Somewhere between Sesame Street and Melrose Place, your child might hit a few bumps in the road. It's hard to be an impartial observer when your kid's self-esteem takes a hit, so it's good to know there are things you can do to help.
Jeff Haig, educational consultant, and author of Unlock Your Educational Potential
, says "the key to educational success is to prepare for a lifetime of success." Cool philosophy, that one: Help your kids do great things in life, and the side effect, as it were, is that they'll do well in school.
Take a look at Haig's tips, and our suggestions for implementing them.
Tip #1: Know your outcome, and begin with a vision
Haig advises that kids identify what they want to accomplish in the upcoming school year.
How you can help: Your child should write down a concrete goal that's within his control. Your job is to help him understand that "win the science fair" isn't something he can control, but "submit a great entry to the science fair" is.
Figure out the checkpoints on the way to the goal, and write them down. For example, the child who wants to improve his jump shot can commit to practicing forty minutes daily, trying out for the basketball team, working with a friend or a coach, and so on.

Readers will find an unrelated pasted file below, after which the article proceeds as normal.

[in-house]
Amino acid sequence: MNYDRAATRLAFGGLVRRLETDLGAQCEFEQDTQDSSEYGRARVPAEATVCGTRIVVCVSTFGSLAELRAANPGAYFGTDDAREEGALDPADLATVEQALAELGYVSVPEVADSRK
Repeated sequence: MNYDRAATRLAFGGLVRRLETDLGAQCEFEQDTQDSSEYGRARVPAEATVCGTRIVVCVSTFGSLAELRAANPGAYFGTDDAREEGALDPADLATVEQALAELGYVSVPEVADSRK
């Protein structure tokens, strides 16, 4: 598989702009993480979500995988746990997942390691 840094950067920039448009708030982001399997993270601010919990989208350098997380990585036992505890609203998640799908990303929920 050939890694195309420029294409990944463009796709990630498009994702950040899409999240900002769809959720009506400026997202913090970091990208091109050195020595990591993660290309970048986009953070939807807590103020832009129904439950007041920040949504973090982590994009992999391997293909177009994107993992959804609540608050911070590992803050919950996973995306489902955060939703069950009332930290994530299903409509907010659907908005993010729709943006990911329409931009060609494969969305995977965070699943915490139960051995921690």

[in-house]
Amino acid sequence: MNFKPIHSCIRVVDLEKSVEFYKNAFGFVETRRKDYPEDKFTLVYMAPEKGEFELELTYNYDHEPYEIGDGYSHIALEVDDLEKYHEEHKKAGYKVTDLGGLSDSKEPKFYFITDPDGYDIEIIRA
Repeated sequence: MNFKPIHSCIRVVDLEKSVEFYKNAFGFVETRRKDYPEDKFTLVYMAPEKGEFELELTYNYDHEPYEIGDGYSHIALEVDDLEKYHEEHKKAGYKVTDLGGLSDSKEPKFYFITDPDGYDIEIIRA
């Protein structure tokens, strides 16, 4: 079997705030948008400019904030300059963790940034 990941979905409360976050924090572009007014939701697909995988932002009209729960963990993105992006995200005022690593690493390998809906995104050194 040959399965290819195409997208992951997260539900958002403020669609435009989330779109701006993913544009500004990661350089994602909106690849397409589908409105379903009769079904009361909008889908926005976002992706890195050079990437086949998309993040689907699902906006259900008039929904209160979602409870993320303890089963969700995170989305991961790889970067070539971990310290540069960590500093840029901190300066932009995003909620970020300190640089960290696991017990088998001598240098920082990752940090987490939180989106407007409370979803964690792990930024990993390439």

Tip #2: Be a proactive goal setter
Teach your kids to have a take-charge mentality, says Haig. "Have long-term goals and short-term goals that will get you to your destination."
How you can help: Let your kids know that they don't have to wait for the school to announce the spelling bee before they start preparing. Encourage them to start working towards their goals today, right this minute.
Show them how a series of short-term goals can chart the way to the big prize. No one learns French in a day. But an extra 20 minutes of studying daily will almost surely translate to higher grades -- and a greater command of the language.
Tip #3: Use all of the resources that you can
Anyone striving for success needs cheerleaders. Haig recommends that kids surround themselves with people who present a strong positive influence. "Build a team of people who can help get you to where you desire to go," he urges.
How you can help: Look beyond the walls of the school if necessary, to outside friends, tutors, or other mentors who can help your child succeed.
Does your child want to work in broadcast journalism? Ask your Facebook peeps to put you in touch with the director of the local station and have your kid apply for an internship.
Tip #4: Put it all together
As the school year kicks into full gear, take a few minutes to sit down with your child and create a success plan.
How you can help: Snag an extra composition book and help him write down everything he'll do to reach that goal, and figure out all the steps along the way. Then, while he is still thinking about it, set up a couple of checkpoint dates where you'll both sit down and see where he is.
As your child goes through the year, be his biggest fan. Let him see how proud you are of his efforts -- even if he doesn't get all the way to the finish line.
Maybe you can't take your kids back to the comfort of Sesame Street, but you can definitely make sure that the road ahead is full of great possibilities.
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